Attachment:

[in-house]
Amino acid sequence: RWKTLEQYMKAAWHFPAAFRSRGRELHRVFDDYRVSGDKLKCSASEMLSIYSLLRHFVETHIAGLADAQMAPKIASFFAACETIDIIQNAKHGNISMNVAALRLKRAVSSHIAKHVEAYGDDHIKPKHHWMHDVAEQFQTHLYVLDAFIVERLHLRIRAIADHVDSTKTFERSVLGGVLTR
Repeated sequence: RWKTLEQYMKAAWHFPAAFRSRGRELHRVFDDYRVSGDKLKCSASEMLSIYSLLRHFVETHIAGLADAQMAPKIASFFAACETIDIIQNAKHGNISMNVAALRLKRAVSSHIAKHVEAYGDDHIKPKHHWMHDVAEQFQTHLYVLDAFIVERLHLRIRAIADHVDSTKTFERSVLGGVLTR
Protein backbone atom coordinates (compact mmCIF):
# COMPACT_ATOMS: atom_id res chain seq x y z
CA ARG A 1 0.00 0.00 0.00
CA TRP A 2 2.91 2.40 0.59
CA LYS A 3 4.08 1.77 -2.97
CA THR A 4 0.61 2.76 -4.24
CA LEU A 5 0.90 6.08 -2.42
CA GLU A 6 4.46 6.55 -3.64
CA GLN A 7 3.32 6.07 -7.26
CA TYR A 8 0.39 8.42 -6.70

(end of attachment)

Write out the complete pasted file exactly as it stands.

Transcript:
[in-house]
Amino acid sequence: RWKTLEQYMKAAWHFPAAFRSRGRELHRVFDDYRVSGDKLKCSASEMLSIYSLLRHFVETHIAGLADAQMAPKIASFFAACETIDIIQNAKHGNISMNVAALRLKRAVSSHIAKHVEAYGDDHIKPKHHWMHDVAEQFQTHLYVLDAFIVERLHLRIRAIADHVDSTKTFERSVLGGVLTR
Repeated sequence: RWKTLEQYMKAAWHFPAAFRSRGRELHRVFDDYRVSGDKLKCSASEMLSIYSLLRHFVETHIAGLADAQMAPKIASFFAACETIDIIQNAKHGNISMNVAALRLKRAVSSHIAKHVEAYGDDHIKPKHHWMHDVAEQFQTHLYVLDAFIVERLHLRIRAIADHVDSTKTFERSVLGGVLTR
Protein backbone atom coordinates (compact mmCIF):
# COMPACT_ATOMS: atom_id res chain seq x y z
CA ARG A 1 0.00 0.00 0.00
CA TRP A 2 2.91 2.40 0.59
CA LYS A 3 4.08 1.77 -2.97
CA THR A 4 0.61 2.76 -4.24
CA LEU A 5 0.90 6.08 -2.42
CA GLU A 6 4.46 6.55 -3.64
CA GLN A 7 3.32 6.07 -7.26
CA TYR A 8 0.39 8.42 -6.70